Su-Chang Kong, who wrote the fabulous thriller Tell Me Something, took his first directing shot with the Korean horror film ‘R-Point,’ but came up a little short of my expectations.
It’s the middle of the Vietnam war and a Korean base receives a radio transmission begging for help. The radio transmission exclaimed, “we’re dying out here!” It wasn’t the transmission that was shocking, it was that it was a platoon of soldiers that went missing months ago. Of course they sent help and a new group of soldiers are sent to R-Point with five days to retrieve either the soldiers, or their dog tags.
I was pretty excited for this flick going into it and left it disappointed. It was by no means terrible it just wasn’t anything spectacular. The film was more of a psychological horror film, where everyone in the movie is experiencing crazy stuff, but you’re not affected by it. The things Kong does to try and scare us is ineffective and far from spooky. For example he’ll have a dead soldier interacting with the soldiers but they don’t know it- and neither do we. It’s not until they realize it after the incident that we know what the hell is going on. How can something be scary or spooky if we are told about it afterwards? It’s like Kong had an inside joke and none of us were invited.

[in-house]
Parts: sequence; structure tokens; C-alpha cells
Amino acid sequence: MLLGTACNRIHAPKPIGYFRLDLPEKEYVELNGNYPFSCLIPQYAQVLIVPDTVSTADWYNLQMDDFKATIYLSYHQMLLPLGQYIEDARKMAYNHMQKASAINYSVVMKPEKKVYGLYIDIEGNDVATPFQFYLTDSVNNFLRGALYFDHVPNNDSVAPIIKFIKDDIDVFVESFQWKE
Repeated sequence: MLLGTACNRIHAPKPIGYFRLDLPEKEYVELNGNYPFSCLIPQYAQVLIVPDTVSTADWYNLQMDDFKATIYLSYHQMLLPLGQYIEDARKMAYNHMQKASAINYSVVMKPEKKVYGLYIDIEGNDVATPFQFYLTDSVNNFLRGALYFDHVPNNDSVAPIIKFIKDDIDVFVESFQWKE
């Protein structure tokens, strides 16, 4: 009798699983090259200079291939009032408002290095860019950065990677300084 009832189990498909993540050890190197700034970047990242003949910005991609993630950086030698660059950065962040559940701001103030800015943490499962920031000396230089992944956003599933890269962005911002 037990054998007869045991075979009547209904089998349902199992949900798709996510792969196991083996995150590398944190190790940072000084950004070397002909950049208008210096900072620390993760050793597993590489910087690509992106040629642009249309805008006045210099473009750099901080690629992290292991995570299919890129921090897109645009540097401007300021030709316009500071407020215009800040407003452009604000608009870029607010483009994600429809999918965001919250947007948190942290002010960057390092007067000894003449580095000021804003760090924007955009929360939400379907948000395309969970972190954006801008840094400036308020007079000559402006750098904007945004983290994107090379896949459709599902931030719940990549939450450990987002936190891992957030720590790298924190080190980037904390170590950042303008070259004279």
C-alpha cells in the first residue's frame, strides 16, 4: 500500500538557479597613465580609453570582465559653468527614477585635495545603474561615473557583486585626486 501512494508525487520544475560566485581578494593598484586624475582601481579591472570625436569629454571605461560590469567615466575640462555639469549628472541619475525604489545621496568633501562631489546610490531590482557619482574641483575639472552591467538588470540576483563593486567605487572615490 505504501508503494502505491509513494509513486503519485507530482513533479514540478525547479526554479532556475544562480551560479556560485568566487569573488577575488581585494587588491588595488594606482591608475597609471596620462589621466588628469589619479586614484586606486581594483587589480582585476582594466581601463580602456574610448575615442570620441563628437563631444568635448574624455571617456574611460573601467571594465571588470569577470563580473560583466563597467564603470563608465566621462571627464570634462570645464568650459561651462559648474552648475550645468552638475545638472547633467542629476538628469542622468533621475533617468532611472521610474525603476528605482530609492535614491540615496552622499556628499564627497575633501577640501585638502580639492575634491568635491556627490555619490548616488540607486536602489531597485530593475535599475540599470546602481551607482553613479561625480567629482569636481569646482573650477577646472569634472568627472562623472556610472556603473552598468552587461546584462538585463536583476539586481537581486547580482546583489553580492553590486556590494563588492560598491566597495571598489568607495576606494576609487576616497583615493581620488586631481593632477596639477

Besides the lack of terror and suspense, the acting was quite ridiculous at times. Imagine watching a bunch of girls freaking out over a boy they saw at the mall- just here there are a ton of Koreans freaking out over something weird that happened hours ago in the woods.
Although the movie wasn’t assembled well, it looked really great and there were some fantastic shots. One crane shot where a bunch of dead soldiers appear in front of one of the living ones was easily one of the coolest shots I’ve seen this year. I also liked how we got to see a ghost’s perspective throughout the film. Kong made sure that he used a different color tone to exemplify that the POV wasn’t human.
In the end ‘R-Point’ is a slow moving and unconvincing thriller. Kong has his ideas in place with his script, he just didn’t execute correctly. I still look forward to more of his films, as think he can vastly improve on his work. Forget this one and pick up ‘Tell Me Something’ instead.